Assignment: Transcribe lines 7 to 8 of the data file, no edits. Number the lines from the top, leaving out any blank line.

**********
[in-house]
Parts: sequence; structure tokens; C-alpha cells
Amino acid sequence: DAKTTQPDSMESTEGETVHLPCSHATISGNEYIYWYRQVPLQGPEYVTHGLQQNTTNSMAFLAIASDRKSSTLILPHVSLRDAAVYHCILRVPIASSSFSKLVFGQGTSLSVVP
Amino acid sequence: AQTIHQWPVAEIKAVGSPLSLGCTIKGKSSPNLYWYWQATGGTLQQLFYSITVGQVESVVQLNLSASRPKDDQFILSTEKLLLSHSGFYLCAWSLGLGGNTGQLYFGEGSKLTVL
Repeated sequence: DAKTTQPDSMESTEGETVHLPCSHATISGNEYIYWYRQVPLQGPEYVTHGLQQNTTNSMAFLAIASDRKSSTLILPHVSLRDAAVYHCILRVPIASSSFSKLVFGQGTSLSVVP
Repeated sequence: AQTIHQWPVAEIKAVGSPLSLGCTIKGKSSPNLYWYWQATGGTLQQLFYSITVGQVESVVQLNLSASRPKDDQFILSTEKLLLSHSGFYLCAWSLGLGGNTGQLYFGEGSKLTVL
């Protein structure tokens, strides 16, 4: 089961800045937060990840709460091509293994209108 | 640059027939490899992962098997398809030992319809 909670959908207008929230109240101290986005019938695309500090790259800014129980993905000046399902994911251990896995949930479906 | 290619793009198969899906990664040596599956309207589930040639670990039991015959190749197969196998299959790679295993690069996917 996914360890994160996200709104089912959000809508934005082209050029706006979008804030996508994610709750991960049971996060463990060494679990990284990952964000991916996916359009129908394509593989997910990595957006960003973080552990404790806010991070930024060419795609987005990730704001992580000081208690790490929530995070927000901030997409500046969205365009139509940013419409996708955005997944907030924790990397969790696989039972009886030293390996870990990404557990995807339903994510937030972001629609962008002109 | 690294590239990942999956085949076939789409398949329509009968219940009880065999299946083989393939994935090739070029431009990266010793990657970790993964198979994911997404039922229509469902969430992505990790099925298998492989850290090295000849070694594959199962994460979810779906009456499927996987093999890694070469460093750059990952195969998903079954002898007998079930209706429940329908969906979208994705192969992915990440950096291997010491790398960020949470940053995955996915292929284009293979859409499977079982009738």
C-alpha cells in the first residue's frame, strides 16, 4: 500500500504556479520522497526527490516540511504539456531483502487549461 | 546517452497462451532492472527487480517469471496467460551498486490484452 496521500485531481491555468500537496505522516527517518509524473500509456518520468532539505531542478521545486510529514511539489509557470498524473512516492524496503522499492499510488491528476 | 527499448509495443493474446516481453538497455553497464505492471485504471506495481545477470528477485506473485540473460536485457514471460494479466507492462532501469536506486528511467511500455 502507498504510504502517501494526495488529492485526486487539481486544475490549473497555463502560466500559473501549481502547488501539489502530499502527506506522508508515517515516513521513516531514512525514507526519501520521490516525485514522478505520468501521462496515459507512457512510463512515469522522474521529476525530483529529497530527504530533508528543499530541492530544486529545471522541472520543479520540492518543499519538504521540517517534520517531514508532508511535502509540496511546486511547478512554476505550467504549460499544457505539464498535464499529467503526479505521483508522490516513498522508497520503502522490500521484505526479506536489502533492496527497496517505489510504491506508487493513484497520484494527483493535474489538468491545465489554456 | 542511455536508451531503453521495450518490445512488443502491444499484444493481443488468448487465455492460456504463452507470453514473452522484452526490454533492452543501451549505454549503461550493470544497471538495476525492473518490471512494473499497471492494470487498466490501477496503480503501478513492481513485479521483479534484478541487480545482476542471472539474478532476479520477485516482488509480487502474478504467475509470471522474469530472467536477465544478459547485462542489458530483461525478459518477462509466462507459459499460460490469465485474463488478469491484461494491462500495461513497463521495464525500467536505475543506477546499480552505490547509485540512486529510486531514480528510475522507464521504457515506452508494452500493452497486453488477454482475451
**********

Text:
């Protein structure tokens, strides 16, 4: 089961800045937060990840709460091509293994209108 | 640059027939490899992962098997398809030992319809 909670959908207008929230109240101290986005019938695309500090790259800014129980993905000046399902994911251990896995949930479906 | 290619793009198969899906990664040596599956309207589930040639670990039991015959190749197969196998299959790679295993690069996917 996914360890994160996200709104089912959000809508934005082209050029706006979008804030996508994610709750991960049971996060463990060494679990990284990952964000991916996916359009129908394509593989997910990595957006960003973080552990404790806010991070930024060419795609987005990730704001992580000081208690790490929530995070927000901030997409500046969205365009139509940013419409996708955005997944907030924790990397969790696989039972009886030293390996870990990404557990995807339903994510937030972001629609962008002109 | 690294590239990942999956085949076939789409398949329509009968219940009880065999299946083989393939994935090739070029431009990266010793990657970790993964198979994911997404039922229509469902969430992505990790099925298998492989850290090295000849070694594959199962994460979810779906009456499927996987093999890694070469460093750059990952195969998903079954002898007998079930209706429940329908969906979208994705192969992915990440950096291997010491790398960020949470940053995955996915292929284009293979859409499977079982009738």
C-alpha cells in the first residue's frame, strides 16, 4: 500500500504556479520522497526527490516540511504539456531483502487549461 | 546517452497462451532492472527487480517469471496467460551498486490484452 496521500485531481491555468500537496505522516527517518509524473500509456518520468532539505531542478521545486510529514511539489509557470498524473512516492524496503522499492499510488491528476 | 527499448509495443493474446516481453538497455553497464505492471485504471506495481545477470528477485506473485540473460536485457514471460494479466507492462532501469536506486528511467511500455 502507498504510504502517501494526495488529492485526486487539481486544475490549473497555463502560466500559473501549481502547488501539489502530499502527506506522508508515517515516513521513516531514512525514507526519501520521490516525485514522478505520468501521462496515459507512457512510463512515469522522474521529476525530483529529497530527504530533508528543499530541492530544486529545471522541472520543479520540492518543499519538504521540517517534520517531514508532508511535502509540496511546486511547478512554476505550467504549460499544457505539464498535464499529467503526479505521483508522490516513498522508497520503502522490500521484505526479506536489502533492496527497496517505489510504491506508487493513484497520484494527483493535474489538468491545465489554456 | 542511455536508451531503453521495450518490445512488443502491444499484444493481443488468448487465455492460456504463452507470453514473452522484452526490454533492452543501451549505454549503461550493470544497471538495476525492473518490471512494473499497471492494470487498466490501477496503480503501478513492481513485479521483479534484478541487480545482476542471472539474478532476479520477485516482488509480487502474478504467475509470471522474469530472467536477465544478459547485462542489458530483461525478459518477462509466462507459459499460460490469465485474463488478469491484461494491462500495461513497463521495464525500467536505475543506477546499480552505490547509485540512486529510486531514480528510475522507464521504457515506452508494452500493452497486453488477454482475451